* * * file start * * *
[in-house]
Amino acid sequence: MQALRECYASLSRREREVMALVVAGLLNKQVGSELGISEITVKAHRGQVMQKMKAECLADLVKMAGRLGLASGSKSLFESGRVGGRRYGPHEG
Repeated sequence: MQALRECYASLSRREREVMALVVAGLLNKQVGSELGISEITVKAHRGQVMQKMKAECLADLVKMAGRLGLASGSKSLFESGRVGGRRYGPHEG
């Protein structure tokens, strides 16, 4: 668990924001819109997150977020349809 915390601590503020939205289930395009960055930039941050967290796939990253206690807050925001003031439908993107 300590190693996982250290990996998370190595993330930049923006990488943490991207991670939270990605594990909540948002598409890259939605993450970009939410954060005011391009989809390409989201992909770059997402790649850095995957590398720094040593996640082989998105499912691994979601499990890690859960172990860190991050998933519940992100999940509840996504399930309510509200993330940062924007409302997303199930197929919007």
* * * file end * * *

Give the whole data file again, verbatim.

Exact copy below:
[in-house]
Amino acid sequence: MQALRECYASLSRREREVMALVVAGLLNKQVGSELGISEITVKAHRGQVMQKMKAECLADLVKMAGRLGLASGSKSLFESGRVGGRRYGPHEG
Repeated sequence: MQALRECYASLSRREREVMALVVAGLLNKQVGSELGISEITVKAHRGQVMQKMKAECLADLVKMAGRLGLASGSKSLFESGRVGGRRYGPHEG
């Protein structure tokens, strides 16, 4: 668990924001819109997150977020349809 915390601590503020939205289930395009960055930039941050967290796939990253206690807050925001003031439908993107 300590190693996982250290990996998370190595993330930049923006990488943490991207991670939270990605594990909540948002598409890259939605993450970009939410954060005011391009989809390409989201992909770059997402790649850095995957590398720094040593996640082989998105499912691994979601499990890690859960172990860190991050998933519940992100999940509840996504399930309510509200993330940062924007409302997303199930197929919007």